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Technology and Information Governance

My company has suffered a data breach! Should I report it?

  • Erin Schachter
By Erin Schachter Lawyer
Reporting incidents of confidentiality will soon be mandatory in Quebec.

As of September 22, 2022, private businesses and public sector organizations will have to notify the Commission d'accès à l'information (the "CAI") and the affected individuals of any incident of confidentiality involving personal information, which presents a risk of serious harm. Failure to do so may result in significant administrative and penal sanctions. This new obligation is included in the Act to Modernize Legislative Provisions Respecting the Protection of Personal Information LQ 2021 c 25 (“Act 25”). Act 25 aims to strengthen the current legal framework for the protection of personal information in Quebec, which until now has not included any obligation to report an incident of confidentiality.

What is an "Incident of Confidentiality"?

According to Section 3.6 of Act 25, the term "incident of confidentiality" refers to any access, disclosure or use of personal information that is not authorized by law, as well as the loss of personal information or any other breach of privacy. This definition encompasses many scenarios, including phishing attempts, loss of personal information, ransomware attacks, unauthorized disclosure of personal information by an employee or former employee, or accidental posting of personal information online.

Reporting to the CAI

When a company has reason to believe that an incident of confidentiality has occurred, it must first take reasonable steps to reduce the risk of harm and prevent future incidents of similar nature. If the company determines that the incident poses a risk of serious harm, it must report it to the CAI without delay in accordance with Section 3.5(2) of Act 25.  This requirement of mitigation also applies to any entity or third party that has custody or control of personal information.

In assessing the risk of harm to individuals whose personal information is involved in the incident, the organization shall consult with the individual responsible for privacy within the organization and consider the sensitivity of the information, the anticipated consequences of its use, and the likelihood that the information will be used for nefarious purposes.

Reporting to Individuals

Once a company has determined that reporting is necessary, it must notify any individual whose personal information is affected by the incident, or the CAI may order it to do so. The company may also notify any person or organization, such as a subcontractor or service provider, that may be able to reduce the risk of serious harm by disclosing only the personal information that is necessary for this purpose.  In this case, the consent of the individuals involved is not necessary, however, any such disclosure must be in writing (S. 3.5(2) of Act 25).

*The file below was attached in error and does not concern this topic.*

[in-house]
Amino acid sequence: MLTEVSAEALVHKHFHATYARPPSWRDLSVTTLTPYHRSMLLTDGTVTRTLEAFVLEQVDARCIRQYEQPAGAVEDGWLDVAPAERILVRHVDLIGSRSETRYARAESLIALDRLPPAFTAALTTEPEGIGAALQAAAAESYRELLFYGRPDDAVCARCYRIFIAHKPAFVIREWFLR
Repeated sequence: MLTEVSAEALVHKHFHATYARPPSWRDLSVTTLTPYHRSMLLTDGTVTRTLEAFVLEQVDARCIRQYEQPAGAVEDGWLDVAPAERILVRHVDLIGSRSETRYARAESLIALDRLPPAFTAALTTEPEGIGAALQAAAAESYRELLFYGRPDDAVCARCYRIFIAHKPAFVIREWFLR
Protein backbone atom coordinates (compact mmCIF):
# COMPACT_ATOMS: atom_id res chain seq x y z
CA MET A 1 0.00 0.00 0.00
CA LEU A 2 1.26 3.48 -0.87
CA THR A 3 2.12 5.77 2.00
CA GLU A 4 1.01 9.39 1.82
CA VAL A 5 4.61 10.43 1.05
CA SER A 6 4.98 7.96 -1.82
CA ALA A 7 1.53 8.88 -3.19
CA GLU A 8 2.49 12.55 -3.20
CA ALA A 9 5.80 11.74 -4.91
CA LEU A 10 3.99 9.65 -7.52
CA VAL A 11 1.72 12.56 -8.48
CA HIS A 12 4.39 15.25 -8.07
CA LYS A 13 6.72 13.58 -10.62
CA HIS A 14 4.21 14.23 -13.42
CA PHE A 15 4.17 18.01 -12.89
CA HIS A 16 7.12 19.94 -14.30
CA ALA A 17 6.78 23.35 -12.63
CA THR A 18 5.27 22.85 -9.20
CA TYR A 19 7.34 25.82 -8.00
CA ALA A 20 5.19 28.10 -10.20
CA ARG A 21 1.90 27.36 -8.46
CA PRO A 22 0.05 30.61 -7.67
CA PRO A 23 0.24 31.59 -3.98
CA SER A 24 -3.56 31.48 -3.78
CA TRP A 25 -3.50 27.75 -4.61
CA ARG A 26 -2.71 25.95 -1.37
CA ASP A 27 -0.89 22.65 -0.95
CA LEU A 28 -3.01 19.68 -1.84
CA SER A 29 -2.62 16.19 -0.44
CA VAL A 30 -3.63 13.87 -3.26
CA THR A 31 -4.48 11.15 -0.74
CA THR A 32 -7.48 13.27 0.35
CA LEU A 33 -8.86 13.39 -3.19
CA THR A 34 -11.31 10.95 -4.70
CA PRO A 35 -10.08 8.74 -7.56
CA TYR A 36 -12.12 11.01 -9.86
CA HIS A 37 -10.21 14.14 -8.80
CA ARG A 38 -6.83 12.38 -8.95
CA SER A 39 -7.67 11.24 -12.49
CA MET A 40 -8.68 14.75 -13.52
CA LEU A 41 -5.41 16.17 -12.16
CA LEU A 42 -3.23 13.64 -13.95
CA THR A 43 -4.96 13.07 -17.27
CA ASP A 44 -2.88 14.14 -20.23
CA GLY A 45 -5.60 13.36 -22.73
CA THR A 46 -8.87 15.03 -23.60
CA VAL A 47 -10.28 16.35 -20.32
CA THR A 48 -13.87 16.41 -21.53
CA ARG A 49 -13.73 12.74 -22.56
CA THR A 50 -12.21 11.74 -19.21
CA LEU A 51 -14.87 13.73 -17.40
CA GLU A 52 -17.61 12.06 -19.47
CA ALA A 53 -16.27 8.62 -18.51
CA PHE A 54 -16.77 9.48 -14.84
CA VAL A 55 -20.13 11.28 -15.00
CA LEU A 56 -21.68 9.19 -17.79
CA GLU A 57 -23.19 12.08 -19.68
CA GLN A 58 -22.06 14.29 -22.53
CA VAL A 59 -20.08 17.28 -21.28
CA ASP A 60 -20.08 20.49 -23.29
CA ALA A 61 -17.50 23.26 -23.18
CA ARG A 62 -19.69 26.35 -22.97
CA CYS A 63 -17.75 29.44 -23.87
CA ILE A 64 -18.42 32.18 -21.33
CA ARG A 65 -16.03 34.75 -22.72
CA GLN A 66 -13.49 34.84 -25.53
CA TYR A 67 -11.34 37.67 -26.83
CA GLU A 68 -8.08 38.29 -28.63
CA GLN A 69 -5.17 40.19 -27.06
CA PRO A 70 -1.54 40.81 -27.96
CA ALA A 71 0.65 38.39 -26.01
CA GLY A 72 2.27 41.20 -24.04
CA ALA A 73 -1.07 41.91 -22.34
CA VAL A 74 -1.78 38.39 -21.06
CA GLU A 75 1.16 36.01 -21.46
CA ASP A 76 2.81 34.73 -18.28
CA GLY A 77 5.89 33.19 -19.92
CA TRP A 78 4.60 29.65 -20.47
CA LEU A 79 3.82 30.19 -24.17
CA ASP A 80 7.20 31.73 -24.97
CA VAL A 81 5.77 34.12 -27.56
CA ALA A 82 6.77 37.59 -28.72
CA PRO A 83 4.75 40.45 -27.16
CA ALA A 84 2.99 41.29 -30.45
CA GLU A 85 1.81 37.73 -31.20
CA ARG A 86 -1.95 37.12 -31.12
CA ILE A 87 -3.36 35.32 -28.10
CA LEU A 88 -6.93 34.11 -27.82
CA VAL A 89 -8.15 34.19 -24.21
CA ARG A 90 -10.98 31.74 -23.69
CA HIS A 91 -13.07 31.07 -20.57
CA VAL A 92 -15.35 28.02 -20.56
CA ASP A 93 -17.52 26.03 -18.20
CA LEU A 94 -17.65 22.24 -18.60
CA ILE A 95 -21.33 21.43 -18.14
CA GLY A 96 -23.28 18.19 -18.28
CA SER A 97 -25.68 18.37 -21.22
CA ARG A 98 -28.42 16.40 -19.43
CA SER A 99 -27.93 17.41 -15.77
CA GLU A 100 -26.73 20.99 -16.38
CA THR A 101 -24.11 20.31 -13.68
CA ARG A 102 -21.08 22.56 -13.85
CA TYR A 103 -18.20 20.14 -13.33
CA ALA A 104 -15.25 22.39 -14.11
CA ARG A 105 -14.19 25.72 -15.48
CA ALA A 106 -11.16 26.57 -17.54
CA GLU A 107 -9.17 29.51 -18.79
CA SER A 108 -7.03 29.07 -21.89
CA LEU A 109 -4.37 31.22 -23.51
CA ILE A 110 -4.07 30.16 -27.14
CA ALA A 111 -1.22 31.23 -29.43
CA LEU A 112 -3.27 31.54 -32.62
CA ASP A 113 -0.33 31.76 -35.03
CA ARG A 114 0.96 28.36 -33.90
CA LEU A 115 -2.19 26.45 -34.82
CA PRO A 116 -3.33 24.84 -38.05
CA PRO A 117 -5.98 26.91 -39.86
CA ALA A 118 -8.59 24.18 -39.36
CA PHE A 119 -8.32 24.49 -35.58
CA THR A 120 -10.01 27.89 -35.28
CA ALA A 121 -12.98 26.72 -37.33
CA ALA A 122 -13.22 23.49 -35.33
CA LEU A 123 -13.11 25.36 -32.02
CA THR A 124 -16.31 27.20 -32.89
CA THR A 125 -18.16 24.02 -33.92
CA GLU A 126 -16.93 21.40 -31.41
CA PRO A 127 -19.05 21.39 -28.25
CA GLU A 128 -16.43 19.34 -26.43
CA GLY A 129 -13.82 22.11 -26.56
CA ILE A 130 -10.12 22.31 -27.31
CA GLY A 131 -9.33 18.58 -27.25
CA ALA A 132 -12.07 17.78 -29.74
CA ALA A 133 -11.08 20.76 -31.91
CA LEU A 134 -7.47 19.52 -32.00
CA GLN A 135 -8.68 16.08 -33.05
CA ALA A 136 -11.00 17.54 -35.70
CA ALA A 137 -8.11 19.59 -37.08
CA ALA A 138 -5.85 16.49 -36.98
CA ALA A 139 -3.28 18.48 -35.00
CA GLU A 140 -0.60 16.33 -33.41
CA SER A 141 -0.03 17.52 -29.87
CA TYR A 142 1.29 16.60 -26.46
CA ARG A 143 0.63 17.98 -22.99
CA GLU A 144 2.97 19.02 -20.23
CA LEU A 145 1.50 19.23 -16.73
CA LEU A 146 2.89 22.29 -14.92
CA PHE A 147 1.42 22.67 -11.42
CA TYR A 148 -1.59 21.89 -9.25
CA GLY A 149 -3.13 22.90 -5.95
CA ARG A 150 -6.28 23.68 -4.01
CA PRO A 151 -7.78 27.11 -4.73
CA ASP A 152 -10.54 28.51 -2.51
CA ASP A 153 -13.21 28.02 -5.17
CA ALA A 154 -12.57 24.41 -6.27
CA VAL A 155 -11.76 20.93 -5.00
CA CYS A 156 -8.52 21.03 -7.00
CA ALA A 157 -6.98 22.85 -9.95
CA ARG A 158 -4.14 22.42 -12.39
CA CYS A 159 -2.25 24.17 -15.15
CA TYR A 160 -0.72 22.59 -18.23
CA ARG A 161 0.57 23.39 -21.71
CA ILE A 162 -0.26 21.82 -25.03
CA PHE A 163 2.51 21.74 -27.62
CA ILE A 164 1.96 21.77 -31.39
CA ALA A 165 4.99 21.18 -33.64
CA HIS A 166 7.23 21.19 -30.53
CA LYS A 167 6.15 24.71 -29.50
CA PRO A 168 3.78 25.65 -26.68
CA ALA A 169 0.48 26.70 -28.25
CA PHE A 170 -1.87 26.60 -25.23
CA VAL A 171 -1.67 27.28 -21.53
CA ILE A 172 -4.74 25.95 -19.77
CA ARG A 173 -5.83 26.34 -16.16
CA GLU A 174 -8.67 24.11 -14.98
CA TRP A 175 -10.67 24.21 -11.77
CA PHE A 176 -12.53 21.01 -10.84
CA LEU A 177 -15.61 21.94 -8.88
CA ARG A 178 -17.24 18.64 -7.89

Form and Content of the Notice

At this time, Act 25 does not set out specific requirements as to the form, content and manner of reporting, although these may be determined by regulation at a later date. In the event of an incident that poses a risk of serious harm, companies nevertheless would benefit from including the following information in their notice to individuals: (i) a description of the circumstances and the date or period when the incident occurred, (ii) the personal information affected by the incident, (iii) the steps the company has or intends on taking to reduce the risk of harm that may result from the incident, (iv) the steps that can be taken by affected individuals to reduce the risk of harm or to mitigate such harm, and (v) contact information so that individuals may obtain more information about the incident.

Creation of an Incident Register

Act 25 also requires companies to keep a record of any confidentiality incident, whether or not it represents a risk of serious harm. Upon request from the CAI, the company must send it a copy of this register (S. 3.8 of Act 25). 


In order to comply with these new obligations and other provisions of Act 25, organizations must implement an information governance program without delay, including a governance plan, ongoing training for employees and business partners, and deployment of the appropriate technology. Our team can help you implement a comprehensive governance program within your organization and provide you with customized advice for assessing, monitoring and enforcing compliance.

***Please note that personal information processed by a Quebec company may also be subject to other legal regimes, including the Federal privacy act (Personal Information Protection And Electronic Documents Act S.C. 2000 C.5) where notification of incidents of confidentiality for incidents that pose a real risk of significant harm to individuals is already mandatory. ***